Peppers are my garden darlings.
They are always expensive to buy either on- or off-season and even fresh-picked offerings at the farmer’s market never quite match up to my expectations. The goal of growing truly fine peppers has been ongoing since we began growing our own edibles. I wanted a pepper that was a glossy, beautiful, deep green hue, ripening to orange or brilliant red. It was imperative that the fruit have a thick, crunchy, juicy, oh-so-sweet or spicy hot flesh. My perfect pepper would be a bushy, dense plant, covered with large leaves to shade the peppers as they grew upon a thick, strong, healthy scaffolding that supported the heavy fruits as they ripened.
Peppers are garden divas, set in their ways and quite telling if everything in their world is not going their way. If it is too hot, too cold, too windy, too dry, too sunny or too shady, they send a clear message in scorched fruit, no growth, snapped stems, wilted leaves, and stretching (respectively). Sweet bells can end up with thin walls, netting very little edible product; hot peppers can be scorching hot, barely tolerated even by the most stalwart of hot pepper lovers.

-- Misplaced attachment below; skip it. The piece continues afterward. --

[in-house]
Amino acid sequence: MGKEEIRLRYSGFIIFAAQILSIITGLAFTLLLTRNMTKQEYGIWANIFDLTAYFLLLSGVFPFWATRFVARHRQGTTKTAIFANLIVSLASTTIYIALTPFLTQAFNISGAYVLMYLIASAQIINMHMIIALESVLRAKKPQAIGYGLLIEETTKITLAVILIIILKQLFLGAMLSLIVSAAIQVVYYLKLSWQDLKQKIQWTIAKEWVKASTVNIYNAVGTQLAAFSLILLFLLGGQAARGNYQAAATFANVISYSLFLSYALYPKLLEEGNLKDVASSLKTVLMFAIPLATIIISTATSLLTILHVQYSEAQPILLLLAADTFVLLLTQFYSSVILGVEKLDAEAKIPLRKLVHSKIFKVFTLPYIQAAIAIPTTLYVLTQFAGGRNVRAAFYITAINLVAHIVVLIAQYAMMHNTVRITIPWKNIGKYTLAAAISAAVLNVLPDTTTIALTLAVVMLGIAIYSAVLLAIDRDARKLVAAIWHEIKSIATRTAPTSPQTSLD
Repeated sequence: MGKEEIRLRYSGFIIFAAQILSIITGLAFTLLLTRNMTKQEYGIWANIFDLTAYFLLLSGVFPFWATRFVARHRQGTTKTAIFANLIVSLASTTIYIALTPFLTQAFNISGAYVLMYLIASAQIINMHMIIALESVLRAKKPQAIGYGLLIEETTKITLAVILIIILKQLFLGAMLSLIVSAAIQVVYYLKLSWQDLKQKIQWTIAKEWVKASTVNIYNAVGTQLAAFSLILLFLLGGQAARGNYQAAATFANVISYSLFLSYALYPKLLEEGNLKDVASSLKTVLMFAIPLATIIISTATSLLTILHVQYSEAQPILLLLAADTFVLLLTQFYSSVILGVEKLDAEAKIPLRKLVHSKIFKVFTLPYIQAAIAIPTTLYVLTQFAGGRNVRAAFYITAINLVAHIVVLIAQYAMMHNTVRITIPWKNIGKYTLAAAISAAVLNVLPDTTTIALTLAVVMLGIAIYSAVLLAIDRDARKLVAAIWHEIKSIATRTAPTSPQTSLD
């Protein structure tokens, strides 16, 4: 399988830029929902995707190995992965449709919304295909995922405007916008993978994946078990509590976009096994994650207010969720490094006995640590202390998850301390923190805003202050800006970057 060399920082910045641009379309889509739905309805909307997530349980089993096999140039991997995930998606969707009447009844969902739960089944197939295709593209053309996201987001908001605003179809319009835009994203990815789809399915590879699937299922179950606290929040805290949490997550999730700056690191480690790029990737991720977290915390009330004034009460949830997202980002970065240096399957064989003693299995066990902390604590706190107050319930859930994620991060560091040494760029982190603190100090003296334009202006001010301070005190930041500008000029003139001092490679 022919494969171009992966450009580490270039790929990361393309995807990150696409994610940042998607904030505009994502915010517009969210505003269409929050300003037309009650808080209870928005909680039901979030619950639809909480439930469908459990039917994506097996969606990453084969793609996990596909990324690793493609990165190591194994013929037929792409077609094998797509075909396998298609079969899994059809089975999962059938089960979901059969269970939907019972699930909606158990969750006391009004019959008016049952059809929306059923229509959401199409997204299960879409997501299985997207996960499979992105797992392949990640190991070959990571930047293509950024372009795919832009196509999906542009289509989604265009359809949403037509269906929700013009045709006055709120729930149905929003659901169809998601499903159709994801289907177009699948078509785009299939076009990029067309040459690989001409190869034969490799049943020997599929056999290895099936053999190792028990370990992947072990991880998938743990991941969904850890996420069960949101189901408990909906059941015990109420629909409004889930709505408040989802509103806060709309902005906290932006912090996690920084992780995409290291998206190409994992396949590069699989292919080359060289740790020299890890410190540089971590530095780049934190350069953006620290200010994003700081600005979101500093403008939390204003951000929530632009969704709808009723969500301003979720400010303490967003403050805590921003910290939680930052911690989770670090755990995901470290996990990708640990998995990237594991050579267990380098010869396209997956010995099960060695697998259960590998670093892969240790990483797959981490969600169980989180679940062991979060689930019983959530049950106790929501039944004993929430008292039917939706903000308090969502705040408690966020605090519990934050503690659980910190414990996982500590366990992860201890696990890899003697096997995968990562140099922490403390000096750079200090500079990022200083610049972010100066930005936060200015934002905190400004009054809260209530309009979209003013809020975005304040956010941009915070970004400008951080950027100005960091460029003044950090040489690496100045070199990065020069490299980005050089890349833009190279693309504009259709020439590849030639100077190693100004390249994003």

I concentrated on getting the seeds on the propagation bench early enough so that they would be large, well established starts by the time we planted in May. They are a warm season crop and want a lot of warm, sunny, summer days to languish in before they bloom and begin forming fruit. This year, I sowed the seed on heated beds in January and hardened off quart-sized pepper plants for transplanting at the end of May, when both soil and air temps were on a steady rise.
Peppers love a well draining, rich garden soil with slow, deep regular watering. I planted them in the kitchen garden that has seven seasons of incorporating organic amendments to its credit and a new drip irrigation system that gives ample bed coverage. I also ‘bumped’ up the beds with an early spring green crop of clover. The peppers sat up and took notice immediately.
Seasons of moving the plants around the garden, beginning in a long bed situated between the vineyard rows (for protection from the wind) to along the fence running the length of the kitchen garden (for afternoon shade) to intercropping in full-sun beds in the garden (for the beneficial companions and fertile soil), and finally I have given my darling garden divas their perfect home.
Diana (Dee) Maranhao is a garden writer and horticulture editor who gardens in southern Utah. Her book, Rocky Mountain Fruit and Vegetable Gardening (Cool Springs Press, 2014) is available at most Lowe’s, Barnes & Noble, and at www.amazon.com. She can be contacted at firstname.lastname@example.org.